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Army Cutworm

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Army Cutworm

Army Cutworm caterpillar is up to 40 mm long. It has a light brownish-gray head with pale brown spots. The body is pale grayish with white splotches and a brown-tinged top line. The lower portion of the body has darker, top-lateral stripes and an indistinct band of white splotches.

Army Cutworm

Army Cutworm

Habitat: Army Cutworms are Most of the caterpillars mentioned above feed on a variety of plants but have obvious preferences for grasses or small grains.

Life Cycle:Army Cutworms Moths emerge from the soil in late June. Moths fly to mountainous areas where they enter a period of inactivity during July and August, hiding under rubbish and soil lumps. From late August to late October, the moths become active and fly back to the plains to lay eggs in soft soil of freshly cultivated weedy fields or newly seeded winter wheat fields. Eggs are laid singly.

Army Cutworms female can lay 1,000 or more eggs. When moisture is adequate in September, eggs hatch in a few days to two weeks and larvae feed for as long as weather permits.Larvae remain in the soil during the day and come out at night to climb up on plants to feed on leaves. Larval development ceases when the soil freezes. Larvae are usually half grown at this time. Fall moisture is necessary for larvae to survive.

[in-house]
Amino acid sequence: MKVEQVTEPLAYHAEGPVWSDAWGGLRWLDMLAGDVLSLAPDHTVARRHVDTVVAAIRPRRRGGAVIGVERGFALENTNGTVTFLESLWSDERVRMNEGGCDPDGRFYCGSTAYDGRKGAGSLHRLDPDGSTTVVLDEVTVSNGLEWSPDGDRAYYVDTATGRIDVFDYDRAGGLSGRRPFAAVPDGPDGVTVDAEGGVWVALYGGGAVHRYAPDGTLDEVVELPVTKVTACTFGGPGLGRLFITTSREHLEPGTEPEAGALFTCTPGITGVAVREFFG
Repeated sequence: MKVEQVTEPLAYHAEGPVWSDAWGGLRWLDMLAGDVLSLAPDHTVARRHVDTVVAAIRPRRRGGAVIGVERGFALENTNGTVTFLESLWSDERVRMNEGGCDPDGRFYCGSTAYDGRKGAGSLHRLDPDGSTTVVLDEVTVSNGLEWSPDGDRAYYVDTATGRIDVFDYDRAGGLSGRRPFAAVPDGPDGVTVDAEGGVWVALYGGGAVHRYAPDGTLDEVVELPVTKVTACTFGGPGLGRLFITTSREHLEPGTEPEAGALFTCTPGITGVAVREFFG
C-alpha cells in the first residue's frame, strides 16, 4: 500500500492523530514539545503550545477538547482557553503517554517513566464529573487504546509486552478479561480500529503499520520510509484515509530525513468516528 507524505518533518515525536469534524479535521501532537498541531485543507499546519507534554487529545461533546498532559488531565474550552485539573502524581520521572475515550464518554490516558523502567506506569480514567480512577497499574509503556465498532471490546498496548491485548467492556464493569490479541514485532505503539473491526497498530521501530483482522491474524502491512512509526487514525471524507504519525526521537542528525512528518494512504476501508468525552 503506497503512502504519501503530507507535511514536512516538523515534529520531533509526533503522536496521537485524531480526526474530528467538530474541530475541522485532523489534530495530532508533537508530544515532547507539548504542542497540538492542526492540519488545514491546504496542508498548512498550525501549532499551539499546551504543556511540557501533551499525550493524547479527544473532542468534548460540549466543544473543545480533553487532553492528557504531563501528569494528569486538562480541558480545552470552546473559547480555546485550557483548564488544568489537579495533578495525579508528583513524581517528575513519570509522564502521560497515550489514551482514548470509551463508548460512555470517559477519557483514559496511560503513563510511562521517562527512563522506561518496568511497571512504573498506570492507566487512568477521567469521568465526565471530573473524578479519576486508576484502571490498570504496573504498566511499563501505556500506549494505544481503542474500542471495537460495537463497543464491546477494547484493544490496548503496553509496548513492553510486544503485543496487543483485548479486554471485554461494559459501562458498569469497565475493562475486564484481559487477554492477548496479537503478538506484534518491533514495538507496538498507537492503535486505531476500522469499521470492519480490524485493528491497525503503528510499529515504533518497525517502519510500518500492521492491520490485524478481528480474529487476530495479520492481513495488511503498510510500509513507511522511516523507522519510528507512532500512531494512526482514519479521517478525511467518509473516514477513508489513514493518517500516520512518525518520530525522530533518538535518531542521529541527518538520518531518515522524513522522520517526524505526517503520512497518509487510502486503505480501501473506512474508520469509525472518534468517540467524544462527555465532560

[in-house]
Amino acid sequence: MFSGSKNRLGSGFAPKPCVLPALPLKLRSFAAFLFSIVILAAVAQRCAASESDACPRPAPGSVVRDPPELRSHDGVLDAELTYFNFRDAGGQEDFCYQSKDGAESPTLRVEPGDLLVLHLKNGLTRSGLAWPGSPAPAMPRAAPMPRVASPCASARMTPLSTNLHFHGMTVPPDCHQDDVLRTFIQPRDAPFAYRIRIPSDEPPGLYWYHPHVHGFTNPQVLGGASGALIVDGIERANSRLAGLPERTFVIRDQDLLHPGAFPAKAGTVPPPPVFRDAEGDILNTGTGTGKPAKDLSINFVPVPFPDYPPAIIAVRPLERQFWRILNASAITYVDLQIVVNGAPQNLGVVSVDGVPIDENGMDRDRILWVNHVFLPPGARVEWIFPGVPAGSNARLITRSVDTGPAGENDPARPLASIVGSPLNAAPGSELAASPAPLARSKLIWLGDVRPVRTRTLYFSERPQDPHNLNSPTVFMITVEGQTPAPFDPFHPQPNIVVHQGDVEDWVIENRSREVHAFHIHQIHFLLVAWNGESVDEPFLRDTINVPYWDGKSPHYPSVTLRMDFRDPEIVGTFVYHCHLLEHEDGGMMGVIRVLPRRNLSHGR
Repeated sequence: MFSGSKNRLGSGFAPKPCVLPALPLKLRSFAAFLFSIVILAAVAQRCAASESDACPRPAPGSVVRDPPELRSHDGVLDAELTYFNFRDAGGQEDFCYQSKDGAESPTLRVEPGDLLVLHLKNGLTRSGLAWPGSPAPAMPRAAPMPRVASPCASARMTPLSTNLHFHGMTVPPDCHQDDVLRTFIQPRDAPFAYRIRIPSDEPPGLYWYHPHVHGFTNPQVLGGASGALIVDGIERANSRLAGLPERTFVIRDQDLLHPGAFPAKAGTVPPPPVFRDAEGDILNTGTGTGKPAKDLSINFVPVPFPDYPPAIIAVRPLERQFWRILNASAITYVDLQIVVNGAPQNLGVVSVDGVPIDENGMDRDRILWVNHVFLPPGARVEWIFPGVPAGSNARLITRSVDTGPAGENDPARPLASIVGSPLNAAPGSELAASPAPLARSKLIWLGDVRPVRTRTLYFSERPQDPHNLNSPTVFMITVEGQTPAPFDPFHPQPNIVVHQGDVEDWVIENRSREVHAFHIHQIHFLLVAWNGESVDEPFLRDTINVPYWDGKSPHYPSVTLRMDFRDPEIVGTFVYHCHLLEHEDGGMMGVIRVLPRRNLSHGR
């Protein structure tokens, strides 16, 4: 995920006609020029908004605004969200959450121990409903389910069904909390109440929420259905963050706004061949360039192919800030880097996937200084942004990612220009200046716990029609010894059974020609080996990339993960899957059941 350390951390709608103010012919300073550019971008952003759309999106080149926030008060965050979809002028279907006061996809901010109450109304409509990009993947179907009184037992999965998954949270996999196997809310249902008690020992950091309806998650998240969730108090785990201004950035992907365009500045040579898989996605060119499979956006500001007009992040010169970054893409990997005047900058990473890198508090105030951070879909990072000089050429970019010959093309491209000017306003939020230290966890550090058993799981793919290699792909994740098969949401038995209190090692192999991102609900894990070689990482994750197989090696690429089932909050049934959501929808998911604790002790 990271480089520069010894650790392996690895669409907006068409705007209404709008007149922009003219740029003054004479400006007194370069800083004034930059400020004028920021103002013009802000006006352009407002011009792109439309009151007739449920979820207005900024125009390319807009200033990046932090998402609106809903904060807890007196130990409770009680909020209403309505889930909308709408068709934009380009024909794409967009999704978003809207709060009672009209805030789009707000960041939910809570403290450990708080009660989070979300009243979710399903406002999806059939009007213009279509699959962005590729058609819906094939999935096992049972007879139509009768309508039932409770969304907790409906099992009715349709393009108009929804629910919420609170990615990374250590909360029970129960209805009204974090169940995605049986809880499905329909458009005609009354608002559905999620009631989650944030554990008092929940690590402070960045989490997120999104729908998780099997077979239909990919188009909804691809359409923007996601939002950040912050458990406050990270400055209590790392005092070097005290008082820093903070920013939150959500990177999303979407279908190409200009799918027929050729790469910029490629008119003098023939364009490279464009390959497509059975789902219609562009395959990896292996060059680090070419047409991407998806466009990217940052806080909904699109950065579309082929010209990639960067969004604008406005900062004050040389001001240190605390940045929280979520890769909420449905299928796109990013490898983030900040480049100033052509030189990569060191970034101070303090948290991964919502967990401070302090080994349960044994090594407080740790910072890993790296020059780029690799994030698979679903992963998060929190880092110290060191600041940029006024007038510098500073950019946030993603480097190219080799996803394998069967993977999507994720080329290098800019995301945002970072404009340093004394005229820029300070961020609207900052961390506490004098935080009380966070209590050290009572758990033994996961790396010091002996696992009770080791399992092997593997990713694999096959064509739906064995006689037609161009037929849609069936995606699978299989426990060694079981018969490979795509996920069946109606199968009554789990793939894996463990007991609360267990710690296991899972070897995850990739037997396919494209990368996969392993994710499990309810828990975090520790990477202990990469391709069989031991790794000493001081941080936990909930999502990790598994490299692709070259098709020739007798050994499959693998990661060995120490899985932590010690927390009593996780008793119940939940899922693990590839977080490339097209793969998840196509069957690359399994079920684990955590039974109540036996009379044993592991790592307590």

Army Cutworm Larva

Army Cutworm Larva

Damage: Army Cutworms are active from mid-March to October. They feed on leaves and crowns and may cut off plants near the soil surface. Larvae feed at night and hide in the thatch layer or in a burrow in the soil during the day. Turfgrass may be closely clipped around aeration holes, which larvae commonly occupy. Damage appears as circular spots of dead grass or depressed spots. Armyworms, especially, prefer damp areas.

Control: As plants become established watch out for early sign of cutworm activity, as indicated by cut plants. Individual valuable seedling can be protected with collars that will deter the night-foraging cutworms. All manner of materials may be used for this purpose, such as tops of plastic jugs, aluminum foil, and even cardboard pushed down into the soil around new plants.

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Beyond Environmental P.C

Our pest control specialist services NYC & NJ and all boroughs including Queens, Brooklyn, Bronx, Manhattan, Long Island, Suffolk County, Nassau Country & Staten Island, Westchester County & Rockland County, Hudson County in New Jersey including Jersey City, West New York, Union City, Hoboken, Bayonne.

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